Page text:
To navigate the new realities in which we currently face, we have no choice but to embrace the dialectic – the idea that two, seemingly contrary, concepts can and must exist at the same time. Physical distancing is critically important for maintaining our safety, yet social isolation has proven to be deadly. Both of these statements are true; no matter how incompatible they seem. And while this is happening, we will likely be under levels of generalized stress and uncertainty that we know to be unsustainable, with no reasonable estimate of when the pandemic may fade.
I am personally not immune to the negative consequences of combining existential anxiety with physical distancing. Recently, I attended the annual conference of a professional organization that I hold near and dear to my heart. As reports started to emerge that multiple attendees of the conference had tested positive for COVID-19, I tried to call and get more information from the organization. I was told that an “official” statement would be made when the leaders were ready – and not a moment before. I immediately became angry and intensely frustrated. This organization that I had given countless hours of time and thousands of dollars of money was stonewalling me at a time when I felt both vulnerable and scared. I railed at the leadership – both in a private email and an unintentionally public forum post – expressing my frustration and threatening to leave the organization. It was not my proudest moment, but it was a genuine reflection of my fear and the disappointment I felt in the moment. While it ultimately took many hours of self-reflection and empathy, both for myself and to those in the organization’s leadership, I recognized that my anger was real, but it was also magnified to an unhealthy level by the stress of the situation. The physical distancing I had implemented had kept me from checking in with the people who normally keep me grounded. Without my usual tethers, I was lashing out in order to seek control in a helpless situation. I was engaging in this non-productive, dysfunctional behavior despite having over twenty years of mental health experience to inform about the best ways to navigate acute stress.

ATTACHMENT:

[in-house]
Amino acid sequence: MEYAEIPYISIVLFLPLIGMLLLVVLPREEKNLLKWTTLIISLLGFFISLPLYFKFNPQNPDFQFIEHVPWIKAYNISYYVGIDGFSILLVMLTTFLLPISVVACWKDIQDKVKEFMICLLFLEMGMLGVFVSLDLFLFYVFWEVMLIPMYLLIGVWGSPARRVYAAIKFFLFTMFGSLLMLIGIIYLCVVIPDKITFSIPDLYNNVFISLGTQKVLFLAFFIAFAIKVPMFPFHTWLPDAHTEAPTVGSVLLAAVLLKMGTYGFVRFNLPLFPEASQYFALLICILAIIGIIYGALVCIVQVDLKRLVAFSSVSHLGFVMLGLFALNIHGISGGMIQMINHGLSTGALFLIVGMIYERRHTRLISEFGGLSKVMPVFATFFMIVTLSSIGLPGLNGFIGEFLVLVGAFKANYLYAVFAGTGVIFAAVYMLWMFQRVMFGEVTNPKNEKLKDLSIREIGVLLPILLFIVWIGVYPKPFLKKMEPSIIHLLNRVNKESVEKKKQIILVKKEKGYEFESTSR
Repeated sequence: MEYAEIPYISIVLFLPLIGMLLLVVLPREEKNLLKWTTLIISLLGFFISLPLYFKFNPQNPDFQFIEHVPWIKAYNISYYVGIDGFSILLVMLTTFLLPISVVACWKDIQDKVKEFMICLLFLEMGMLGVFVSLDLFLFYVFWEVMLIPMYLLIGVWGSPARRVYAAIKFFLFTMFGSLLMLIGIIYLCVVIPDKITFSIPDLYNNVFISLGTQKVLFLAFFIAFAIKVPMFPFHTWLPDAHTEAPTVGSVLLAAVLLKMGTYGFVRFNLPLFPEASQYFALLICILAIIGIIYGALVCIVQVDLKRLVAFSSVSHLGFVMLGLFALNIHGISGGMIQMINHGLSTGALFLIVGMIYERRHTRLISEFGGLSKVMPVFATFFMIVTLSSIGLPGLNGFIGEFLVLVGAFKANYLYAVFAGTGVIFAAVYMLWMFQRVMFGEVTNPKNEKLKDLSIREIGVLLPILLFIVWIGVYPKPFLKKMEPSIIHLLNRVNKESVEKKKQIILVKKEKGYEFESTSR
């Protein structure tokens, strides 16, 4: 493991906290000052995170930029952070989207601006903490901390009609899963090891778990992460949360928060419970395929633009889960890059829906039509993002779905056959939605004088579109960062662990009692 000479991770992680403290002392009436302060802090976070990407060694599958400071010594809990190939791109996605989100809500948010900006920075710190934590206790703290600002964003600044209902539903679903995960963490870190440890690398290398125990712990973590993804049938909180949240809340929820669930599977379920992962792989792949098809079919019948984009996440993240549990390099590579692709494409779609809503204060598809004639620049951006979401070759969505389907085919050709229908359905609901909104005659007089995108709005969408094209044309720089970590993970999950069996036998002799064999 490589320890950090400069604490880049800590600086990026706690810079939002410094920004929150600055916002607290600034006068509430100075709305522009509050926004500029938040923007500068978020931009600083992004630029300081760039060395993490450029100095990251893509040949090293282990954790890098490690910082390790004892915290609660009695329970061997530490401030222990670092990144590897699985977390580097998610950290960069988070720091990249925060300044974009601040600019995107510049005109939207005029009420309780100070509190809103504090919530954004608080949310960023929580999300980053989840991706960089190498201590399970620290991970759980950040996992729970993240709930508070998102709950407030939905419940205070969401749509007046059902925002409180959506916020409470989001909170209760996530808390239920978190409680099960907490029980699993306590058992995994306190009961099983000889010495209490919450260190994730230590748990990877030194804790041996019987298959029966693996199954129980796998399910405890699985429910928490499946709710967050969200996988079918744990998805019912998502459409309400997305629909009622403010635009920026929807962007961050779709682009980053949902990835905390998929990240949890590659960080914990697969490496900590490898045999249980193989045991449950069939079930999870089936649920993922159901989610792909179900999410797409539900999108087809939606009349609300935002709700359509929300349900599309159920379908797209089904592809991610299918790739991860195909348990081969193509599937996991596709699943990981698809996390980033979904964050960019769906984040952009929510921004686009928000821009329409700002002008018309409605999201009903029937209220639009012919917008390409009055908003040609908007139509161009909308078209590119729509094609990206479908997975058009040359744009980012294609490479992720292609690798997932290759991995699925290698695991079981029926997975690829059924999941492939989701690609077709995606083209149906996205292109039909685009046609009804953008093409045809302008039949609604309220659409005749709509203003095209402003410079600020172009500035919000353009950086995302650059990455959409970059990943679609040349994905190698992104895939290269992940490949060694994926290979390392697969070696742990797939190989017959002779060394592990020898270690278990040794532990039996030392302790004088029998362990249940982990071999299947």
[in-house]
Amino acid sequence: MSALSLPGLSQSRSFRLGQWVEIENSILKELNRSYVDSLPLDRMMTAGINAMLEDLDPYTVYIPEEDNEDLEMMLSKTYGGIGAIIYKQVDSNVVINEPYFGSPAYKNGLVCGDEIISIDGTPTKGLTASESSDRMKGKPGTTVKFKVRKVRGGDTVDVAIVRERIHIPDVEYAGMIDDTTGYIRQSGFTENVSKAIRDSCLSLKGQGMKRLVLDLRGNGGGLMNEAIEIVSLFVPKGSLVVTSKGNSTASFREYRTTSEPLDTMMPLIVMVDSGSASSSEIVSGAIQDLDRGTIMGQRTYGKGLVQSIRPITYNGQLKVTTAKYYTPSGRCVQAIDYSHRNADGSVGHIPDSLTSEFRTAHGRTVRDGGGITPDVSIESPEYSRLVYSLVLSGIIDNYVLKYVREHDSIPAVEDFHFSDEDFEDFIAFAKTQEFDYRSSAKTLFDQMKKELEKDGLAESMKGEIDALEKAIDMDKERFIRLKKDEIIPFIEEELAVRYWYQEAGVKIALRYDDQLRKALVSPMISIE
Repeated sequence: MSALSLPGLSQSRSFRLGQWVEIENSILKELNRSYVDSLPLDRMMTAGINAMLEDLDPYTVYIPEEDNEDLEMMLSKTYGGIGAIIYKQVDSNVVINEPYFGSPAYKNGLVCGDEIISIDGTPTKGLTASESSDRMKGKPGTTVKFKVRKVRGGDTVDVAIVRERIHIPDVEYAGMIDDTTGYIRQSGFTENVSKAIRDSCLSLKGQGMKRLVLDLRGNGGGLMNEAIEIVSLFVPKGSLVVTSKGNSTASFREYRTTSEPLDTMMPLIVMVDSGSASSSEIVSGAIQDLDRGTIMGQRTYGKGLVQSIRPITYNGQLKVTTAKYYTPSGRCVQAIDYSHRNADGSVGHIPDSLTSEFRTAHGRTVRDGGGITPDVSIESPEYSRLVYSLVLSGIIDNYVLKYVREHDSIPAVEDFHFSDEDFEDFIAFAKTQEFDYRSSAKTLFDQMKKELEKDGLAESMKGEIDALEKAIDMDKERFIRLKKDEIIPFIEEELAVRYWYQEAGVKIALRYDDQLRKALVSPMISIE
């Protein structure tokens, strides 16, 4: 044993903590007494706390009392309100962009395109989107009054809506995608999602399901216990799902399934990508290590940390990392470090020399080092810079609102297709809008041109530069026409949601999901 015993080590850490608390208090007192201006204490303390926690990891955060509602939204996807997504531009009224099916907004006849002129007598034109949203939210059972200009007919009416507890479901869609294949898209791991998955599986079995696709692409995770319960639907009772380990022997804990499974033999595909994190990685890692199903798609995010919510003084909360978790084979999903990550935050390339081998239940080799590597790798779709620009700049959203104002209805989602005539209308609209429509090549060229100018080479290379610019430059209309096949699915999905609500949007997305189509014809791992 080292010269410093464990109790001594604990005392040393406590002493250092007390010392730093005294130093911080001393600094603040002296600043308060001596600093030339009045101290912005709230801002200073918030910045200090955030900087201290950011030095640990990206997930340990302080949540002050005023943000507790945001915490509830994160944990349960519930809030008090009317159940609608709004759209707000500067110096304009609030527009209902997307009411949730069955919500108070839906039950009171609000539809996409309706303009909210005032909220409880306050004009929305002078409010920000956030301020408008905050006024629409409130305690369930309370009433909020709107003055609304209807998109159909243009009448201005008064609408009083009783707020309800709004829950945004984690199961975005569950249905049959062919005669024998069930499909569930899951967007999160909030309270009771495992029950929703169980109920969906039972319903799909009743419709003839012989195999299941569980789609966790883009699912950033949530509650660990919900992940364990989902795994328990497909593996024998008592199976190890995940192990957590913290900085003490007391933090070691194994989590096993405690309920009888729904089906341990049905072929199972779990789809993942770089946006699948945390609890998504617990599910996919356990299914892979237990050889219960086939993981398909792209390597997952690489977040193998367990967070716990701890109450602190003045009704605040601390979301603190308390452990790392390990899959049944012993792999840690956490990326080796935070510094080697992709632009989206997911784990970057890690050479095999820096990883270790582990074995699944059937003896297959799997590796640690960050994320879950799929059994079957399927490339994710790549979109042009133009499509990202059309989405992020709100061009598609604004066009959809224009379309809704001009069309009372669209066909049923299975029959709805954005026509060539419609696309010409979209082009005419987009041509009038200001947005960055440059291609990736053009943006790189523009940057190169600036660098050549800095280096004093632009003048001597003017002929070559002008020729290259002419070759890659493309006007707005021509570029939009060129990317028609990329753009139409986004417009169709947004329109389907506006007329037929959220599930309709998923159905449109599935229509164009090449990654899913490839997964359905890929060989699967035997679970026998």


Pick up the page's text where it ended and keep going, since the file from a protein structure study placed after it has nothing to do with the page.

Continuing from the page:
While I can’t speak for the epidemiologists and can make no scientific claims about the COVID-19 virus, I can say with certainty that from a mental health and sociological perspective none of us are immune to the impact of fear. All of us can struggle with the human condition and the relative frailty of our experiences. As a result, we cannot let physical distancing become social isolation. We may no longer want to gather in large groups, at least for the foreseeable future, but we do want – nay, need – to stay connected to each other. Maybe it is no longer safe to spend the night dancing in a club or grabbing a group of friends to see a movie in the theatre, but we can still text a loved one. We can pick up the phone and check in with our friends. We can instant message our squads to let them know we’re still hanging tough and see if there is anything they need. We can and must stay involved in each other’s lives – even if we need to do it from a bit more distance than usual.